African Development

Today was an informational and enlightening day. We started out the day hearing from Dr. Melani Prinsloo who is a founding member of Infusion, a community-based research entity focusing on underdeveloped communities. She provided us with a unique perspective and wonderful insight to our (mostly wrong) assumptions and how companies and people like us want to develop other people, not really looking at the context and figuring out what works for them.

Essentially, how can we design something for someone we do not know? Development needs to be approached in a way that is beneficial for ALL stakeholders. If a company comes in to develop a community and the only beneficiary is the company, then development is not a positive. In addition, when offering jobs to unemployed people, they need to have a job that allows them to participate on a level they feel comfortable with, and one that meets their personal objectives. A person who has never worked in his or her life cannot be thrown into a certain job just to fix unemployment rates because that person will have been done a disservice–they are not capable of that job and will not be motivated. Melani asked us this question that made us think: How many of us would be keen to have someone who has never worked in our company? The solution to unemployment is not just handing out jobs. There is a capability bridge that needs to be crossed. These are just a few of the insights that Melani gave us that we had never really pondered before. I could go on, but that could take a very long time!

Melani spent the whole day with us as we went into a large township in Johannesburg called Soweto. Nelson Mandela and Archbishop Desmond Tutu used to live in Soweto. This township has the poorest of the poor as well as some of the wealthiest people–around 4 million people live in Soweto. We went to the mall and visited 2 banks–Absa and Capitec–as well as Shoprite, a grocery store/smaller Wal-mart concept. We were able to see that these companies target everyone in the township, not just a certain market, and the customers value low prices and great customer service. We also visited a small Vodacom call center on the side of the road where citizens can make landline calls. We spoke with the owner to understand more about how the service works.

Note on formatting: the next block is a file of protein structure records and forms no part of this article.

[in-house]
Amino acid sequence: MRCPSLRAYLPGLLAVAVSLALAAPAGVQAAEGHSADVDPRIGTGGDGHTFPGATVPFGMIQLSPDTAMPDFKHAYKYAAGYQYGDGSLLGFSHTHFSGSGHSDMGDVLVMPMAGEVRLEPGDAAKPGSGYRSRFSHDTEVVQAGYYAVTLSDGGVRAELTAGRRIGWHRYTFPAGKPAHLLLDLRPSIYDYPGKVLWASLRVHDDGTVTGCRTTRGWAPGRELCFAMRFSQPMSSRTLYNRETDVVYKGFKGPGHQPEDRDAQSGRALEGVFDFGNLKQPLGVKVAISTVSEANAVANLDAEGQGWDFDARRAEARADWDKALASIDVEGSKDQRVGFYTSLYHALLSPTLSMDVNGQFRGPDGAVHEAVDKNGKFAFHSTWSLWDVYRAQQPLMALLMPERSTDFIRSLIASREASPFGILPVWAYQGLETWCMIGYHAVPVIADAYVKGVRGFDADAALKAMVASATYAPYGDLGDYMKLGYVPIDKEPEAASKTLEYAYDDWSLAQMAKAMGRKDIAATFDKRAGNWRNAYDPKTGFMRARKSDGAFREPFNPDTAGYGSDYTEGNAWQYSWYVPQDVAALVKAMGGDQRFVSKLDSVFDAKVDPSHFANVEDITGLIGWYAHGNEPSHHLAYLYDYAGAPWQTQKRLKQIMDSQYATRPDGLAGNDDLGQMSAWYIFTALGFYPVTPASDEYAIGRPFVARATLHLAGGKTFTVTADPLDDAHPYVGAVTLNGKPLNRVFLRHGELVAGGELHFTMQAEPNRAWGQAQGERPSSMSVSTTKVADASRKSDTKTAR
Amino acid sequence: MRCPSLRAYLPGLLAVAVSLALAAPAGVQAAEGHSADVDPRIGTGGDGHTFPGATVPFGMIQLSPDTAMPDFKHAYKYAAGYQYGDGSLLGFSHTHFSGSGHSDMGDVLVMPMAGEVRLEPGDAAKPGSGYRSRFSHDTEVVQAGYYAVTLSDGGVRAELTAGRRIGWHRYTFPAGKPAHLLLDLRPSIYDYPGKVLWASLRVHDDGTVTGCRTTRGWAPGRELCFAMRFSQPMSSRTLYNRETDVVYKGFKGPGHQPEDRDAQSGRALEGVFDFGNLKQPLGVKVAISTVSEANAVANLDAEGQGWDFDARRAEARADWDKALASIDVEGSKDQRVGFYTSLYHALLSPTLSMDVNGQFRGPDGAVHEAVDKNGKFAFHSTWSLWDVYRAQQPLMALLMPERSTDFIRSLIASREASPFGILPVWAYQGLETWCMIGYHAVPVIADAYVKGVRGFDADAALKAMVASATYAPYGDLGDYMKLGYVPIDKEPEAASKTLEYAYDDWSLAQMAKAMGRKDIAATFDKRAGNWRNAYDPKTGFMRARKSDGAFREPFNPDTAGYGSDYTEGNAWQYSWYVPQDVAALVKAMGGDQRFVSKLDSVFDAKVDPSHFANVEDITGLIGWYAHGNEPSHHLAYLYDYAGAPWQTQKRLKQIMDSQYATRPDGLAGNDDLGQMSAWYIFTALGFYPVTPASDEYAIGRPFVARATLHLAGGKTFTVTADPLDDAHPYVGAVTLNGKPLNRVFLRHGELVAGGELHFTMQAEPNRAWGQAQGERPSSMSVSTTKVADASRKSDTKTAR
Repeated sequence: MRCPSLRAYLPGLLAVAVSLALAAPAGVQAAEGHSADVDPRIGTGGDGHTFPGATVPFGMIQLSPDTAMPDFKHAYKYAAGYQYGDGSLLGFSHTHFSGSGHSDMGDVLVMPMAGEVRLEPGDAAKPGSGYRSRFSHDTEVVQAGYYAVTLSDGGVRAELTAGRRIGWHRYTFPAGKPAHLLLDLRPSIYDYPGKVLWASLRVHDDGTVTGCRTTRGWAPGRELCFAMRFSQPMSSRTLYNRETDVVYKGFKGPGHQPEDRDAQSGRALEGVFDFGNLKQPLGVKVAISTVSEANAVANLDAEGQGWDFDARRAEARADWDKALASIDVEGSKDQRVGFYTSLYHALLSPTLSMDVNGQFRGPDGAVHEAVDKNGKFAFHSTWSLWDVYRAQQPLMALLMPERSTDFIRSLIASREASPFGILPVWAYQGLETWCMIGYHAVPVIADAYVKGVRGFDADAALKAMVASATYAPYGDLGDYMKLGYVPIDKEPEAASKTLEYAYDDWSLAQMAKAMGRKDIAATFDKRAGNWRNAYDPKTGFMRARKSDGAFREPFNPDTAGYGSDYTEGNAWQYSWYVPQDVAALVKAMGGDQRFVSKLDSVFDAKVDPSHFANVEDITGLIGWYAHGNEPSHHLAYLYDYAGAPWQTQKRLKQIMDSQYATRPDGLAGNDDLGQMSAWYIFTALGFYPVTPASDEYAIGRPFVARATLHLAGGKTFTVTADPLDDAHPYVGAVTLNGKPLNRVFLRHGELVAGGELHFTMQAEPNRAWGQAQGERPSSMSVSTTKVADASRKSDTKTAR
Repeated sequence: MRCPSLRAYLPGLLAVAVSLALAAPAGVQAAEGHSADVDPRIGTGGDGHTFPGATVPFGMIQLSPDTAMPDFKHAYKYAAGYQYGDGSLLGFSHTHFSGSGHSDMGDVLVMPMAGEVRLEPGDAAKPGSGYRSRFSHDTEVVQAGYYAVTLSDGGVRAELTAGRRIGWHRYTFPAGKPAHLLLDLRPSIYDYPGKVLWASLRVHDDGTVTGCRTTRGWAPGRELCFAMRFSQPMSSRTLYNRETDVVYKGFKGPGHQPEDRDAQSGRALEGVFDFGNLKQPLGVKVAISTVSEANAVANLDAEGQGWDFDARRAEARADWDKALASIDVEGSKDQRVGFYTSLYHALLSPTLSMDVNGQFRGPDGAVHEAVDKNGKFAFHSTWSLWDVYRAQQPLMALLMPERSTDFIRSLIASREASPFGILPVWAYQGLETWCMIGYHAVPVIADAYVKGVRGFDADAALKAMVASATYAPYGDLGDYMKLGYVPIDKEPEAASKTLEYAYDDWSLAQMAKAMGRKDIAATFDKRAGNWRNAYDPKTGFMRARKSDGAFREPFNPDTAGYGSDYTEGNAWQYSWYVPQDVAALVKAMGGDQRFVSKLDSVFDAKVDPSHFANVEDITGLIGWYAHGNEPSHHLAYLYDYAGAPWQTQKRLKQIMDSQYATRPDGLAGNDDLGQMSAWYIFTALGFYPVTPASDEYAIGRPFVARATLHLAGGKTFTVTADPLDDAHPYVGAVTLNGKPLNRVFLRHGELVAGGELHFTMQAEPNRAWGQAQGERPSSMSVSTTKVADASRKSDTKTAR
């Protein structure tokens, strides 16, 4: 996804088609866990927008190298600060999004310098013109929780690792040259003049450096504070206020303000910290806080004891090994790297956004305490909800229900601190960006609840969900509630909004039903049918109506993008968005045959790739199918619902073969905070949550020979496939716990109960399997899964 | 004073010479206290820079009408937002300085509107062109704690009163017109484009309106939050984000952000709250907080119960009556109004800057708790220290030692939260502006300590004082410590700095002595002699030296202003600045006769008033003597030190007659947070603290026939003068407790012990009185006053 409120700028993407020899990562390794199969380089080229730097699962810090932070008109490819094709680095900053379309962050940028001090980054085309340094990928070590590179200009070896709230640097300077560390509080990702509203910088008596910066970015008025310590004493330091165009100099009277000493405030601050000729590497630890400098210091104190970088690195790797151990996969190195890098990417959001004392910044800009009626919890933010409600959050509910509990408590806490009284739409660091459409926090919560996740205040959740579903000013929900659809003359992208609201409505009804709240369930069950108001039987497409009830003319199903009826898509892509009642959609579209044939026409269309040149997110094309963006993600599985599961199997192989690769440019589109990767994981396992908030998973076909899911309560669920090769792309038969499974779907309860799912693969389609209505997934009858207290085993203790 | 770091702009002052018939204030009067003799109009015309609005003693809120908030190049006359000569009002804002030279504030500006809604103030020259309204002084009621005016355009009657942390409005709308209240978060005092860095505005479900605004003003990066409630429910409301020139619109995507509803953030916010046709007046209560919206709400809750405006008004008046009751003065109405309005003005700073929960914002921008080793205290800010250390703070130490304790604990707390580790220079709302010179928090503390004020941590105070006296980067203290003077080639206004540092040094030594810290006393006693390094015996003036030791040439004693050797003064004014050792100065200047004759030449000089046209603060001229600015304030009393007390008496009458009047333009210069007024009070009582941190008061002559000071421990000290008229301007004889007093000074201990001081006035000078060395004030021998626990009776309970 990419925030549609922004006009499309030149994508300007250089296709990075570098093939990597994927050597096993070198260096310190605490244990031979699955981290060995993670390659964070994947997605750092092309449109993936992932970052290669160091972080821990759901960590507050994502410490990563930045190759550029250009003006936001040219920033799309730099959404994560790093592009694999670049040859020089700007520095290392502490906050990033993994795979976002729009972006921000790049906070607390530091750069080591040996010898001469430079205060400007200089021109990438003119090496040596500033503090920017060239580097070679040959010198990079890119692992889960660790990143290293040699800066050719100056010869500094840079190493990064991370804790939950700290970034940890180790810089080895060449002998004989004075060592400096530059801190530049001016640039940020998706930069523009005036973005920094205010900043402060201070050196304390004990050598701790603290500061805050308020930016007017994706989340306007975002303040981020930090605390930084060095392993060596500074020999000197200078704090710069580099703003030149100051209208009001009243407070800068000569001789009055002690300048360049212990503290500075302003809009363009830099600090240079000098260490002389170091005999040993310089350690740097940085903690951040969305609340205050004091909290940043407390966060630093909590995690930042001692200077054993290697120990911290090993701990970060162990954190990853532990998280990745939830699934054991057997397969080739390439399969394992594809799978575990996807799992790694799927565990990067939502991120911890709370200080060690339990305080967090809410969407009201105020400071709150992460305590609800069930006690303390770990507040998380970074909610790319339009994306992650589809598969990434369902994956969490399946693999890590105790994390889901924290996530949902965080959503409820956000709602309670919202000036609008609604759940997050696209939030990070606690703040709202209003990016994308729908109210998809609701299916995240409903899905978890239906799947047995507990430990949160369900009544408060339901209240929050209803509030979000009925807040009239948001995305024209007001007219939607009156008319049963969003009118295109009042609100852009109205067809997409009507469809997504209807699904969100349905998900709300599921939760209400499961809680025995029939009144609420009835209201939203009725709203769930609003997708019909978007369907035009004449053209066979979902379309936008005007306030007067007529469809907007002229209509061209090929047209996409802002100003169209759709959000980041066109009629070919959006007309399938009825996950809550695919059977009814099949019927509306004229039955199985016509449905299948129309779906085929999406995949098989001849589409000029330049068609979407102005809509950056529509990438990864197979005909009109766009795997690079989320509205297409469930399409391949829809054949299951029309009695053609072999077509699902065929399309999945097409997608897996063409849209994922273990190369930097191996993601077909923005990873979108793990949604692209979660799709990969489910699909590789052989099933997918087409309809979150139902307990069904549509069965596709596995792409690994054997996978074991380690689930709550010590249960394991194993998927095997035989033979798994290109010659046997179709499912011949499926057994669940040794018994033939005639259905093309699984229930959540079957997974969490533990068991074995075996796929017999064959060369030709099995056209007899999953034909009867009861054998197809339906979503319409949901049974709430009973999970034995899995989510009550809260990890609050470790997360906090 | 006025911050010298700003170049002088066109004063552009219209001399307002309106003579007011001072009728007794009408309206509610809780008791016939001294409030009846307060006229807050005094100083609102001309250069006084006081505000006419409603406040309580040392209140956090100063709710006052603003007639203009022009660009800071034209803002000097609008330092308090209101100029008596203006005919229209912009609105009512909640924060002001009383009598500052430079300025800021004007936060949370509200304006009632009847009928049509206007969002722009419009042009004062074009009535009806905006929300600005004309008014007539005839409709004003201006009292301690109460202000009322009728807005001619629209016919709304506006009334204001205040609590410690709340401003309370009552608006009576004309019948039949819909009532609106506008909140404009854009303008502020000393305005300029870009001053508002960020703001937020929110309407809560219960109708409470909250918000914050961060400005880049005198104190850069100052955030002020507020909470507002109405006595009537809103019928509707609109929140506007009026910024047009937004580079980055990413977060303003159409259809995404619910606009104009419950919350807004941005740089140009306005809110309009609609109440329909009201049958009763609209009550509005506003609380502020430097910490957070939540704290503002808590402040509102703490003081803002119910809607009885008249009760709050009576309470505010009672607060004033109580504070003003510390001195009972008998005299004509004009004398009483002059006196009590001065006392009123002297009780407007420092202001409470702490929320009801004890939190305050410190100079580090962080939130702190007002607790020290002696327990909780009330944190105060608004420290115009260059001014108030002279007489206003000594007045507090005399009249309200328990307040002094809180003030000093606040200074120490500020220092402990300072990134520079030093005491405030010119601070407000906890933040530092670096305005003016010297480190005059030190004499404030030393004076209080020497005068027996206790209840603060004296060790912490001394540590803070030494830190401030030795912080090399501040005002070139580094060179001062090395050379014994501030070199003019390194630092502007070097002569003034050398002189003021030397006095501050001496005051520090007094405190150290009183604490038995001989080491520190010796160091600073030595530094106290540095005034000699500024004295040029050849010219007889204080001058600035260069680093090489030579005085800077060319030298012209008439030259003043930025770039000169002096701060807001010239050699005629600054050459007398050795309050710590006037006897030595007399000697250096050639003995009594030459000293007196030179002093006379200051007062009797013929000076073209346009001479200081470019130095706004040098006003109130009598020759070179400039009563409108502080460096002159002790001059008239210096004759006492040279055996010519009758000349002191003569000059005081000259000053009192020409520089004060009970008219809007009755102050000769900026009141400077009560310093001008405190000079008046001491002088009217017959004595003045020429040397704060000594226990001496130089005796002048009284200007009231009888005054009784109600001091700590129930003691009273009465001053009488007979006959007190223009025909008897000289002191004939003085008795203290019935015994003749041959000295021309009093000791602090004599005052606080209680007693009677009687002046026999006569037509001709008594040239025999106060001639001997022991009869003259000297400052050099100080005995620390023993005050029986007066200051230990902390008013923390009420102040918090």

Following the company visits, we had lunch at a restaurant called Wandie’s. The food was absolutely delicious and we were able to enjoy some traditional African foods while there. We also had lunch entertainment provided by a man playing the guitar and singing with two ladies. Their voices were wonderful and we very much enjoyed their music! After we ate, we went to the Hector Pieterson museum in Soweto. Hector was only 13 when he was shot by police in the Soweto uprising of 1976. This was where students were protesting the government demand for Afrikaans to be the language of instruction in schools during the Apartheid era. The museum was interesting and we were able to learn a lot that we were not previously aware of.

After our long day out and about we came back for a debrief with Melani about our day, unpacking everything that we learned and observed. Melani shared more knowledge with us and left us curious about global development. Most definitely a very intellectual day! Tomorrow we visit Nando’s (a restaurant chain) and then KPMG. 


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